In this video, learn how to add highlights and shadows using the Dodge and Burn tools.
- [Instructor] Now that we have the color blocked in, let's really make this pop by adding shading. I'm going to show you how to do it using the Dodge and Burn tool but if you'd like to learn some additional ways to do shading, you should check out the advanced course. All right, this little icon here with the hand is called the Burn tool and it adds shadows and it only is going to do it on the layer that you're working in, so since I have all of my pieces in different layers, I'm going to have to go to different layers to use this and that may seem tedious but there's also a benefit and that is I don't accidentally shade on a layer I don't want. So, let's start with the pants. When I'm doing shading, I like to think of it in three different areas. One area is the round of the shading wrapping around the body. The second area is how another article of clothing might shadow on what you're shading and the last are small tiny little creases and I find if you focus on each one individually, it's a little bit easier to approach this. So, grabbing the burn tool, I'm going to go up here and the default exposure on this is 50% but I like taking it down to around 20% so I can build up the shading and not be too heavy handed. Going to make my brush a little bit bigger and for this, I always want to use a soft brush, so you're going to make sure that your brush is a soft round brush and I'm going to start by the overall shading on the body, so I'm going to just darken this side of the leg. Remember, I'm in the pants layer, so it's only going to affect the leg and nothing else. So, this leg is set back, we'll darken this up a little bit. We'll darken this side of this leg. And that's kind of the overall shading I was talking about. Now there's no other garment really in front of the pants, so I don't have to worry about the shadow from something else but we do have all these tiny little wrinkles to shade in. So, I'm going to make my brush much smaller and I'm going to start doing some detail shading. Now every time I lift my pen up and put it back down, it gets darker. And that's how we approach this. If I were to put my pen down and shade, and then just keep going over the same place, it wouldn't get any darker. Let me undo that and let's go back and get some of these details in here. So, and again I can zoom in and move around and really get in close to what I'm doing. Now once you've finished with all of the shading using the burn tool, we can click and hold on it and switch to this tool over here, it's called the Dodge tool. Looks like a little lollipop on a stick and the dodge tool adds highlights and we're going to do it the same way. I'm going to make my brush bigger, make sure my exposure is lower. I usually take this even a little bit lower, then I use the burn tool and I'm going to throw some swashes of light where I think they should be for some bigger areas and then I'm going to make my brush smaller and go ahead and hit some highlight areas to really bring out some of these wrinkles. Now when you're finished doing this, there's one last thing you can do and that is to use the smudge tool. Now the smudge tool lives here behind the blur tool which is this little water droplet and if you click and hold on it, you'll find the smudge tool. Looks like a little finger and you can go ahead and sort of shmush stuff around with the smudge tool if you want to drag out a highlight or shmush in a shadow. So it does give you a lot of flexibility to play around with this. You're not just stuck with what you did the first time. All right, let's move on to another section. Going to do the lining next. Going to grab my burn tool and make my brush bigger and start throwing in my shadows. Now the shirt layer, you can see has some areas here where the coat is shadowing onto it. So, it does give me the opportunity to put some little cast shadows from the coat onto the shirt. And that's how you can dodge and burn to shade and highlight your layers and really bring your illustration to life.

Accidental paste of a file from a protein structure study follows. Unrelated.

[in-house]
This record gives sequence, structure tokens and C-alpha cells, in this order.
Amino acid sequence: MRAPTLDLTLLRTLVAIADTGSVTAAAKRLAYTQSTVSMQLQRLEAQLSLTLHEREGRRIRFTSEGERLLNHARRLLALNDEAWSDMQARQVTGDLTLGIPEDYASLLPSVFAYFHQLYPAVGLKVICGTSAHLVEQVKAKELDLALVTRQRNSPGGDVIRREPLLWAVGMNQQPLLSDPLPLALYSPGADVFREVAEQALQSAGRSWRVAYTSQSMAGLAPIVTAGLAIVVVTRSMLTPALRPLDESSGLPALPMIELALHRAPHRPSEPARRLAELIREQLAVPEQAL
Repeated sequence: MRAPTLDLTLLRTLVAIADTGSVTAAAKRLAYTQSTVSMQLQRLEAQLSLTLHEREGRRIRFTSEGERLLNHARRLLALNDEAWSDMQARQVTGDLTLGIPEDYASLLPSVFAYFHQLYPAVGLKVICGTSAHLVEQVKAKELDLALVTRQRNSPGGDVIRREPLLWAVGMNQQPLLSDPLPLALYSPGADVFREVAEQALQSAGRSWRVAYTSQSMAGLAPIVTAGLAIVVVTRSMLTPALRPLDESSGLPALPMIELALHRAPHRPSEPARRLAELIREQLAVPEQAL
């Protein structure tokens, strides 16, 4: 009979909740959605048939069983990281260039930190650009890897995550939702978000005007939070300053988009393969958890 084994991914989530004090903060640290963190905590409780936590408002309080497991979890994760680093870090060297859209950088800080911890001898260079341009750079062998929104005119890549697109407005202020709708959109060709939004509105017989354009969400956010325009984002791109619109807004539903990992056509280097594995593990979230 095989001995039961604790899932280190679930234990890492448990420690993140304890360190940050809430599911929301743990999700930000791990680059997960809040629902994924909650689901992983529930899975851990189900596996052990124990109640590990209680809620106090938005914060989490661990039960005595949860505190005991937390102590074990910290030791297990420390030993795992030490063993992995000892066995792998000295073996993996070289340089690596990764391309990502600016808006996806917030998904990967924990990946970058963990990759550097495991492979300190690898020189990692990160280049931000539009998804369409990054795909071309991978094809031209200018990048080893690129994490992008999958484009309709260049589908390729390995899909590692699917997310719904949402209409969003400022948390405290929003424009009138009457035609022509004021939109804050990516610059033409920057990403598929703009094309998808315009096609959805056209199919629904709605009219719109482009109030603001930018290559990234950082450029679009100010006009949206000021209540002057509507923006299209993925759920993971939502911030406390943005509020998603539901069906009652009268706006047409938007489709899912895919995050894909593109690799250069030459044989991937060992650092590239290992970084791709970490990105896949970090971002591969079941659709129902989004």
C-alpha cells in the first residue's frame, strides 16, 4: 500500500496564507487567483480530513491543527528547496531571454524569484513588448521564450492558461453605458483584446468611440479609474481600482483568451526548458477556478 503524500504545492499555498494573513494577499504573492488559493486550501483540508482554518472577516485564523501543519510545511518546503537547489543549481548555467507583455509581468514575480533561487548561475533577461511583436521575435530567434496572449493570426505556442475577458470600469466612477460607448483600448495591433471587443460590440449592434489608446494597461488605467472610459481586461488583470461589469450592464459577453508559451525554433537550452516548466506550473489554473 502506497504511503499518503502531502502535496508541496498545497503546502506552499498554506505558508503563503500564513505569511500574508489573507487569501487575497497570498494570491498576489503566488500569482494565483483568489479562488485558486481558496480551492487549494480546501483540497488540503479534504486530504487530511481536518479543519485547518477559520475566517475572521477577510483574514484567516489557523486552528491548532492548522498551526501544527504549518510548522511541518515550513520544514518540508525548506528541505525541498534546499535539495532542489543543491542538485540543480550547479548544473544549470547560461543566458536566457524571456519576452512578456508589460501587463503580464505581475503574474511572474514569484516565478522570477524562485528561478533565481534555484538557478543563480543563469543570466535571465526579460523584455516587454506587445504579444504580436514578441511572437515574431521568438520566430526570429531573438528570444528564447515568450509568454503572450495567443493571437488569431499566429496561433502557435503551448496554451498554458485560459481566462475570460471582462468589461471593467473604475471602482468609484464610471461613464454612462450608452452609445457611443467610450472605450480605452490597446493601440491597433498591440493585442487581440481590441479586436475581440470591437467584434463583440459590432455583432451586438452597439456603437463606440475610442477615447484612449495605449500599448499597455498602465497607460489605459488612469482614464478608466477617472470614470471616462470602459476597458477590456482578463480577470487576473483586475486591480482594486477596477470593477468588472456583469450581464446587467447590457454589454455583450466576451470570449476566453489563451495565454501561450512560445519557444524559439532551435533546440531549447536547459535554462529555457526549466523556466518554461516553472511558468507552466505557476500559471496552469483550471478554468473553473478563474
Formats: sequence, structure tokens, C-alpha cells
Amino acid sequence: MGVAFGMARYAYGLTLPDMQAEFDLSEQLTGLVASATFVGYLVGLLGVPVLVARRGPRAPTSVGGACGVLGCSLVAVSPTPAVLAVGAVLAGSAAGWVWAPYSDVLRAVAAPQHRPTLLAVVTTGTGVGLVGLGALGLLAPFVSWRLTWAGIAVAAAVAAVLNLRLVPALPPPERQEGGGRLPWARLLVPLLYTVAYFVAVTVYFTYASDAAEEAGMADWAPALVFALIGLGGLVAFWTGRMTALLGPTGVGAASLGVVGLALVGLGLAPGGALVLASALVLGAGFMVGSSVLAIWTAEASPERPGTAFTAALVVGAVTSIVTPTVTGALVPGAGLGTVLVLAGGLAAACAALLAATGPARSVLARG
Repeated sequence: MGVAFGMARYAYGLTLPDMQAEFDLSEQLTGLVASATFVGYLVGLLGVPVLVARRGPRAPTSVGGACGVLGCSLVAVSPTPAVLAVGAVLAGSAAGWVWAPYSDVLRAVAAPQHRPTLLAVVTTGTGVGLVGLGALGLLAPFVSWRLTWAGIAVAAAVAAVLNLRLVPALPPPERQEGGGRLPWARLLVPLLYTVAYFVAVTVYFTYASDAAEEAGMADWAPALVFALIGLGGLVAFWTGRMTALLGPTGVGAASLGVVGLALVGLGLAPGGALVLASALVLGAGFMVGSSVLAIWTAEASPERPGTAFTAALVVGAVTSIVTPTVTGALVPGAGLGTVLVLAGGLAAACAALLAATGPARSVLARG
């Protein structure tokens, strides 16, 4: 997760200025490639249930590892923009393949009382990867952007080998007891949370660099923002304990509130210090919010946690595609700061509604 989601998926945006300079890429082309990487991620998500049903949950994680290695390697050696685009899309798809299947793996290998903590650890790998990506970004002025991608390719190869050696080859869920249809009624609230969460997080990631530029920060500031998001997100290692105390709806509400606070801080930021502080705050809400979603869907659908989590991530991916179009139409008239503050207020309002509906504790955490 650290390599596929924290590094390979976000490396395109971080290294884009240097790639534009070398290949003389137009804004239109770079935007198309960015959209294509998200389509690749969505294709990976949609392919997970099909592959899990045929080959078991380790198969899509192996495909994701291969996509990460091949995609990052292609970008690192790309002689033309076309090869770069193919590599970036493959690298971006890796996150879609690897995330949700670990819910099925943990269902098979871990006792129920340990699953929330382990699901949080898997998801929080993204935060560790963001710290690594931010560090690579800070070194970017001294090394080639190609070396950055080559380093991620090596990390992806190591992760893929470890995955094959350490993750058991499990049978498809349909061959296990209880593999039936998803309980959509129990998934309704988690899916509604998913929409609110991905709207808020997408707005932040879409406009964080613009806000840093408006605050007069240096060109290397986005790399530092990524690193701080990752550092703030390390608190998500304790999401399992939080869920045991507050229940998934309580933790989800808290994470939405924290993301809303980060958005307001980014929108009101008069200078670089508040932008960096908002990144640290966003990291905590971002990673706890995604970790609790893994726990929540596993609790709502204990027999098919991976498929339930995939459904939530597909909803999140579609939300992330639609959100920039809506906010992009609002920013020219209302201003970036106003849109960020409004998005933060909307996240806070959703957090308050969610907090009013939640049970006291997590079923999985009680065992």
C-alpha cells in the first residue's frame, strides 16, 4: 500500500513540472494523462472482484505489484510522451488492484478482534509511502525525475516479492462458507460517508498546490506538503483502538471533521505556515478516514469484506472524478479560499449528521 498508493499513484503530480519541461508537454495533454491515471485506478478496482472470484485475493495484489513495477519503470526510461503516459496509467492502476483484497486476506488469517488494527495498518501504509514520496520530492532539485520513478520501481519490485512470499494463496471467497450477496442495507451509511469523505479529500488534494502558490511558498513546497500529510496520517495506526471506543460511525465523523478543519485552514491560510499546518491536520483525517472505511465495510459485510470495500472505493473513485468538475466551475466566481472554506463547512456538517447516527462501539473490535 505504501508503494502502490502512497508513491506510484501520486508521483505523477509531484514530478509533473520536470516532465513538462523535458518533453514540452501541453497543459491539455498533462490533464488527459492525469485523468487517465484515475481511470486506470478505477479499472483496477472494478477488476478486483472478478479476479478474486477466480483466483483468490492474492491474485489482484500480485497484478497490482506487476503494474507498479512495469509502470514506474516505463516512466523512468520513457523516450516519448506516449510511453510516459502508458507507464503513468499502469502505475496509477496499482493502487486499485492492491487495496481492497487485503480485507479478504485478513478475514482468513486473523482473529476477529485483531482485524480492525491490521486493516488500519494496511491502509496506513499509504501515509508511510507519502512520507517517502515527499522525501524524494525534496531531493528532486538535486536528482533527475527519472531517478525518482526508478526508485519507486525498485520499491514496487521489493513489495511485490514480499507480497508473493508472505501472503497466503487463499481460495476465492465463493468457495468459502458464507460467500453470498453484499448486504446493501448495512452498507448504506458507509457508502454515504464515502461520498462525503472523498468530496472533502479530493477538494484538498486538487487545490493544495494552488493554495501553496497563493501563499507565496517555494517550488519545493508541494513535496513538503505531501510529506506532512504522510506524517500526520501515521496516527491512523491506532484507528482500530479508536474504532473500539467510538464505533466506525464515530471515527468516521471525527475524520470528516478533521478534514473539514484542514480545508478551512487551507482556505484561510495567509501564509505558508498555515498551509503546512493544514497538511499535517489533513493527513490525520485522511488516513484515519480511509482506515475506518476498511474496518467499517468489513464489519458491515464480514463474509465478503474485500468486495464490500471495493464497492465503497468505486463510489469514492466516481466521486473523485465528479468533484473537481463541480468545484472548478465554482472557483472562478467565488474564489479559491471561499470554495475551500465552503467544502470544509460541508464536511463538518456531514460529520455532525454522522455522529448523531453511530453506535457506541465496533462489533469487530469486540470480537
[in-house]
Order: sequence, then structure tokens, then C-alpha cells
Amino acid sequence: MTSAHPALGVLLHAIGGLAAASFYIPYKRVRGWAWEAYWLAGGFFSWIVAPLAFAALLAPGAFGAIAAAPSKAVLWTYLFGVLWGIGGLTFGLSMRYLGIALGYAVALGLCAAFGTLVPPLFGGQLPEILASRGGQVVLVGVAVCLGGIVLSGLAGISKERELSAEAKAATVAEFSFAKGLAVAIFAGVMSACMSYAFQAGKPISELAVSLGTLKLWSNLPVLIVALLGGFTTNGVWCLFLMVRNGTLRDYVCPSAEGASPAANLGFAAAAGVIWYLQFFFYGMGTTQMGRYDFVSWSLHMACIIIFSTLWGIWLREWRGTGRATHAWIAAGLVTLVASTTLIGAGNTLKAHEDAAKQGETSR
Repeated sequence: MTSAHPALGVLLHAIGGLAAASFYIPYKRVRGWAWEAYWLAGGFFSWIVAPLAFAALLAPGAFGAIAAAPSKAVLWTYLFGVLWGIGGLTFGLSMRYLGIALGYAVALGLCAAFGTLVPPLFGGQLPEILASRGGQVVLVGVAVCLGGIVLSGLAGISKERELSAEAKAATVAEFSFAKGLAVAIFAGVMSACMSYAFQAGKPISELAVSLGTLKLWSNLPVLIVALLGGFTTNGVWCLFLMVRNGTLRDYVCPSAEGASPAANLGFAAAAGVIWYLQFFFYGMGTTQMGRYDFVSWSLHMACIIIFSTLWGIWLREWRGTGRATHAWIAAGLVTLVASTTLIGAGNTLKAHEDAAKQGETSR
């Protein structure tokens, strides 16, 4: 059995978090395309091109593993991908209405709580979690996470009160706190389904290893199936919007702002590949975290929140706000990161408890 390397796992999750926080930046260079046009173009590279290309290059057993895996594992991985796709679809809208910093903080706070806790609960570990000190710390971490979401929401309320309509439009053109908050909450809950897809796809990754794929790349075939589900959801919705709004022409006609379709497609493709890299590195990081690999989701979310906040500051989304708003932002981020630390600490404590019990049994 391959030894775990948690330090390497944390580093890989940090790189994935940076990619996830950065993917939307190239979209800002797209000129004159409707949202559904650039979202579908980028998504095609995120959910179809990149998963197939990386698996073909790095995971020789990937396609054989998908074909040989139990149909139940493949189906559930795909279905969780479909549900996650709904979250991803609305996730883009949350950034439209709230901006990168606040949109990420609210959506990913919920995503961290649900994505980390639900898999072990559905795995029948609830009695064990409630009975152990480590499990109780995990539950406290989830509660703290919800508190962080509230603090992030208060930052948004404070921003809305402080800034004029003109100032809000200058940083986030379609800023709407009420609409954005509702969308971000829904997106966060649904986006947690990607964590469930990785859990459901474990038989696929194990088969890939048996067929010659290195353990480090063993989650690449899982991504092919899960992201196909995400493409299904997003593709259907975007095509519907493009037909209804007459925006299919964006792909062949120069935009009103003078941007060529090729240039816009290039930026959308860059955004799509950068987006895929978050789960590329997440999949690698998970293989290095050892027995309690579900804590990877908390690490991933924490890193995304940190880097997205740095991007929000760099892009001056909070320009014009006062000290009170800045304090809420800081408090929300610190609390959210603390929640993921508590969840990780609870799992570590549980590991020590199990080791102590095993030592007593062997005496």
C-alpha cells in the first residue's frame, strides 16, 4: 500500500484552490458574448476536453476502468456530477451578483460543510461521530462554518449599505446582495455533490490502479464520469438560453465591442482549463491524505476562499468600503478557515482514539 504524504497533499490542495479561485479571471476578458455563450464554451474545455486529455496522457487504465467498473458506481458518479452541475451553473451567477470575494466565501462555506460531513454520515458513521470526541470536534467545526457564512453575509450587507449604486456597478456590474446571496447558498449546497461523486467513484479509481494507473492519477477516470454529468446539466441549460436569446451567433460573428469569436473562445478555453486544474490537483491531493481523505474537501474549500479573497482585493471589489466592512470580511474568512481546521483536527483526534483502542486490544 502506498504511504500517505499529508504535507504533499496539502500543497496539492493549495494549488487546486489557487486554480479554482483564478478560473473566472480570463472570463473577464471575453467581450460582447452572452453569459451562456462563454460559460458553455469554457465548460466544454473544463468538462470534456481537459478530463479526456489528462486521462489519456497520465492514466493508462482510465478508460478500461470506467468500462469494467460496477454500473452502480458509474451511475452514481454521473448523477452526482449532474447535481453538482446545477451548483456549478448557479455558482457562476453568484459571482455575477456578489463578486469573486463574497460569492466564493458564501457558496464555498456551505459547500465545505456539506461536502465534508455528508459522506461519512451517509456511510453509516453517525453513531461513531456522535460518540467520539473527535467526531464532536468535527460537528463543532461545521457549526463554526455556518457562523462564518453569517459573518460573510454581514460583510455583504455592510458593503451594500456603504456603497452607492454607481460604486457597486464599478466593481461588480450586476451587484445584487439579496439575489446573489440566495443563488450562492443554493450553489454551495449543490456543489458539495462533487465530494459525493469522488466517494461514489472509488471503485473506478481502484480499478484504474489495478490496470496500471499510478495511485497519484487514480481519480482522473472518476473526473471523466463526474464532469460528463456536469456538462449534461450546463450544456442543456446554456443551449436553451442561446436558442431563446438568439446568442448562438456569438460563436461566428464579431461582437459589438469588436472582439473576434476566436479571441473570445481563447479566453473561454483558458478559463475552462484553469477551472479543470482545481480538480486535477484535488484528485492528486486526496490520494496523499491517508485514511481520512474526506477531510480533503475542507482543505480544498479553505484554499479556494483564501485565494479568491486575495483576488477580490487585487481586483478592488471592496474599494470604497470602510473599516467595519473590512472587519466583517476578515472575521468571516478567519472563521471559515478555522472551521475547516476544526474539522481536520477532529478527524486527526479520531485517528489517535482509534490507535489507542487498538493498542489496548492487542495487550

- Why render in Photoshop?
- Scanning artwork
- Using Dodge and Burn
- Using the drawing and painting tools in Photoshop
- Adding color to your images
- Working with scanned color illustrations
- Layout styles for fashion portfolios
- Working with color libraries
- Creating mood boards